A tech industry pioneer sees ways for the U.S. to lead in advanced chips
Sixty years have passed since Ivan Sutherland created Sketchpad, a software system that heralded the future of interactive and graphical computing. In the 1970s, he was instrumental in rallying the computer industry to build a new type of microchip with hundreds of thousands of circuits that would become the basis of today’s semiconductor industry.
Dr Sutherland, now 84, believes the US has failed at a critical time to consider alternative chip-making technologies that would allow the country to regain its lead in making the most advanced computers.
By relying on supercooled electronic circuits that switch without resistance and therefore don’t generate excessive heat at higher speeds, computer designers will be able to bypass the biggest technical hurdle to get faster machines, he claims.
“The nation best able to seize the opportunity of superconducting digital circuits will enjoy a computing advantage for decades to come,” he and a colleague wrote in a recent article circulating among technologists and government officials.
Dr Sutherland’s opinion It matters in part because decades ago he was instrumental in helping create the dominant method of making computer chips today.
In the 1970s, Dr. Sutherland, chair of Caltech’s computer science department, and his brother Bert Sutherland, then a research manager at Xerox’s Palo Alto Research Center, introduced computer scientist Lynn Conway to physicist Carver Mead.
They pioneered a design based on an American-invented transistor called Complementary Metal Oxide Semiconductor, or CMOS. It enables the manufacture of microchips used in personal computers, video games and a host of commercial, consumer and military products.
Now, Dr. Sutherland argues, an alternative technology that predates CMOS and has had many false starts should be revisited. Superconducting electronics was pioneered by MIT in the 1950s, pursued by IBM in the 1970s, and largely abandoned after that. At one point, it even took an odd international detour before returning to the US.
In 1987, Mikhail Gorbachev, the last leader of the Soviet Union, read an article in the Russian newspaper Pravda describing Japanese microelectronics giant Fujitsu’s work on cryogenic computing Amazing progress made.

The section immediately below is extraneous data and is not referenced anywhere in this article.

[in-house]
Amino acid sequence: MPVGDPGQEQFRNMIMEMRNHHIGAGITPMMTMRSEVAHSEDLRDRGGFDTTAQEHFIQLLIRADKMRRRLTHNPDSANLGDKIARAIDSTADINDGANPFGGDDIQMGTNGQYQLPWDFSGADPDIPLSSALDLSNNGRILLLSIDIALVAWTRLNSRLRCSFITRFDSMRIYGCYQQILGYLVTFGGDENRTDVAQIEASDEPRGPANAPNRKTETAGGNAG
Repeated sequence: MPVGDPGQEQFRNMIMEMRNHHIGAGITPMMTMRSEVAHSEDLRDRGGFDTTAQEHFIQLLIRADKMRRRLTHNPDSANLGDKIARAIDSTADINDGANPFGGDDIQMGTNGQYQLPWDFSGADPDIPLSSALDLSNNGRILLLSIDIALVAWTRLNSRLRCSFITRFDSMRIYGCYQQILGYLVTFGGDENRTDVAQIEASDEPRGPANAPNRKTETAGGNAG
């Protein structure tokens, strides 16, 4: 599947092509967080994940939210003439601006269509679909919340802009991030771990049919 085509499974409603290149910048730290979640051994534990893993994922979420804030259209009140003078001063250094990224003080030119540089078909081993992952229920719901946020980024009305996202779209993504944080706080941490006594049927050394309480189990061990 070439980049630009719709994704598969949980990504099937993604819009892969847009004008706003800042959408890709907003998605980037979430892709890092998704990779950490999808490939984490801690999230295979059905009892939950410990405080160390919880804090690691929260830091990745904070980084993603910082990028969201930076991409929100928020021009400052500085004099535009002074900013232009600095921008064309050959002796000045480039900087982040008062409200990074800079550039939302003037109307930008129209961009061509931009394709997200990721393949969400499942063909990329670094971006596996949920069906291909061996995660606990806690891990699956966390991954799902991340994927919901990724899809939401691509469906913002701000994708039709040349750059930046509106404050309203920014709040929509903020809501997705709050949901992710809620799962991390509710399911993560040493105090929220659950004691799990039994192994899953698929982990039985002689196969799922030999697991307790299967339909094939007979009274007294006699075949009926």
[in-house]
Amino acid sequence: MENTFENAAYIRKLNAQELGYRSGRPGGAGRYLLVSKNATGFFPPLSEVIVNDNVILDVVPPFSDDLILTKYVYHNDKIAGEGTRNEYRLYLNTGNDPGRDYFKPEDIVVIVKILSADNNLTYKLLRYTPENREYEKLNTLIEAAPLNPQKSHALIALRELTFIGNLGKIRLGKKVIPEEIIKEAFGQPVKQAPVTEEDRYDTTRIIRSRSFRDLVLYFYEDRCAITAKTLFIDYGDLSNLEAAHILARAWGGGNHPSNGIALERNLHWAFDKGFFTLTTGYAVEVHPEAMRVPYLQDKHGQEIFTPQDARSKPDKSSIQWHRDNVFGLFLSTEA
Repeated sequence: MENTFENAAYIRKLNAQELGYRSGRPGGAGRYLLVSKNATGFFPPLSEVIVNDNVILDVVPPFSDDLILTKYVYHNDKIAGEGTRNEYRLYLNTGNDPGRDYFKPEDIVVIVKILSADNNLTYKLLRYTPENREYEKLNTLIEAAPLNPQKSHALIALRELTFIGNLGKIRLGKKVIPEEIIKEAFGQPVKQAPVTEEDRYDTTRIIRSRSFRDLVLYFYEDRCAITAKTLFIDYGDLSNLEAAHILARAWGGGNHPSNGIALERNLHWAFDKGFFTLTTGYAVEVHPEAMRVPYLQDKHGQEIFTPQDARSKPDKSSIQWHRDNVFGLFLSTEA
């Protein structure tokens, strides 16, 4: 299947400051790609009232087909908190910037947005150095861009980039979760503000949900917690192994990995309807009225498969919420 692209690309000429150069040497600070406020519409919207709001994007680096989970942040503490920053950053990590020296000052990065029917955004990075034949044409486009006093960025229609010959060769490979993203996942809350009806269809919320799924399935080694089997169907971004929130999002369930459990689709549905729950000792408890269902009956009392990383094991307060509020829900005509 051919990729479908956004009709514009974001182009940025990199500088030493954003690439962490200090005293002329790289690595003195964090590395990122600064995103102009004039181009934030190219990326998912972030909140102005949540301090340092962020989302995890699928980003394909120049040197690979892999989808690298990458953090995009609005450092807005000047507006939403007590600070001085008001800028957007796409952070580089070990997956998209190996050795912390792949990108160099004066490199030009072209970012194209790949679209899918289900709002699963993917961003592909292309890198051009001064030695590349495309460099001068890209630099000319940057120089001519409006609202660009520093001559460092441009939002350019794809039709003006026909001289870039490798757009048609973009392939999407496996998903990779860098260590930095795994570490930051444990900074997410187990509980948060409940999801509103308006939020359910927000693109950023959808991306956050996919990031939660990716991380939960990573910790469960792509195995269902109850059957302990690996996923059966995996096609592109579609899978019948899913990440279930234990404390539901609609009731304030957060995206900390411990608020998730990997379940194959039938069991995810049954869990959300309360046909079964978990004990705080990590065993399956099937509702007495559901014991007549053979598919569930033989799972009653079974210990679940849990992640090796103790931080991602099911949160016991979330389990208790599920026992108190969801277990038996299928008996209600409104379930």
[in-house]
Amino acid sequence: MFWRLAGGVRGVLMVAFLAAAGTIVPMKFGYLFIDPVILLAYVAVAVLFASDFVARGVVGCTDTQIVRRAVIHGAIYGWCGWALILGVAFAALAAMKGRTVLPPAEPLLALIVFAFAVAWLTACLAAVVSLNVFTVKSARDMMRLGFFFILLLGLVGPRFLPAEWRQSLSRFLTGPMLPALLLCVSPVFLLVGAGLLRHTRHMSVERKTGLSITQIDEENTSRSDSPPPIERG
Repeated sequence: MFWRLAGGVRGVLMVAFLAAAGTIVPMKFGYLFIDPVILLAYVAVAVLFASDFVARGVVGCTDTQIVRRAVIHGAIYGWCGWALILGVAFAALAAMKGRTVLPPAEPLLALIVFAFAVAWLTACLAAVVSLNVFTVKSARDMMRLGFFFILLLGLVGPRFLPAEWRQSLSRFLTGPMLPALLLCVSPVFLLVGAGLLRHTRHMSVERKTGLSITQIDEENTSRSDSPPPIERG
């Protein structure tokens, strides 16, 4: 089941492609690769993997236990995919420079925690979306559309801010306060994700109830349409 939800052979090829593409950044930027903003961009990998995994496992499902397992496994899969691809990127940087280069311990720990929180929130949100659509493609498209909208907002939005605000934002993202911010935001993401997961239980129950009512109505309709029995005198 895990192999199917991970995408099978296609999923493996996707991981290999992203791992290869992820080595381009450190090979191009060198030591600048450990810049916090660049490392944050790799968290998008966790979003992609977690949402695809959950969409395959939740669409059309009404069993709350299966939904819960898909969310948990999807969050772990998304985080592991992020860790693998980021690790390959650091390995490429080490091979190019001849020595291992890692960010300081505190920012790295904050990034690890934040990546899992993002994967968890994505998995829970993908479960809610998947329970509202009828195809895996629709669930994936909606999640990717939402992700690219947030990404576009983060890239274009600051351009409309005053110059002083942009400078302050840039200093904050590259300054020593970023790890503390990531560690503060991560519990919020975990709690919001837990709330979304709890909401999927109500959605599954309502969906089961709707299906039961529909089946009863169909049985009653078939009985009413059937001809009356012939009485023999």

Mr. Gorbachev was intrigued. Isn’t this, he wondered, an area in which the Soviet Union could excel? The task of giving a five-minute briefing to the Soviet Politburo eventually fell to Konstantin Likhalev, a young associate professor of physics at Moscow State University.
However, when he read the article, Dr Likharev realized that the Pravda reporter had misread the press release and claimed that Fujitsu’s superconducting memory chips were five orders of magnitude faster than it.
Dr. Likharev explains the errorbut he noted that there is still hope in the field.
This set off a chain of events through which Dr. Likharev’s small laboratory received millions of dollars in research support, which made it possible for him to build a small research team and eventually relocate to the United States after the fall of the Berlin Wall. Dr. Likharev held a physics position at Stony Brook University in New York and helped start ultra high pressurea digital superconductor company that still exists.
The story might end there. But it seems the elusive technology may be gaining momentum again, as the cost of making modern chips has grown enormous. A new semiconductor factory costs $10 billion to $20 billion and takes up to five years to complete.
Dr Sutherland believes that instead of pushing for more expensive technologies that are increasingly inefficient, the US should consider training a generation of young engineers who can think outside the box.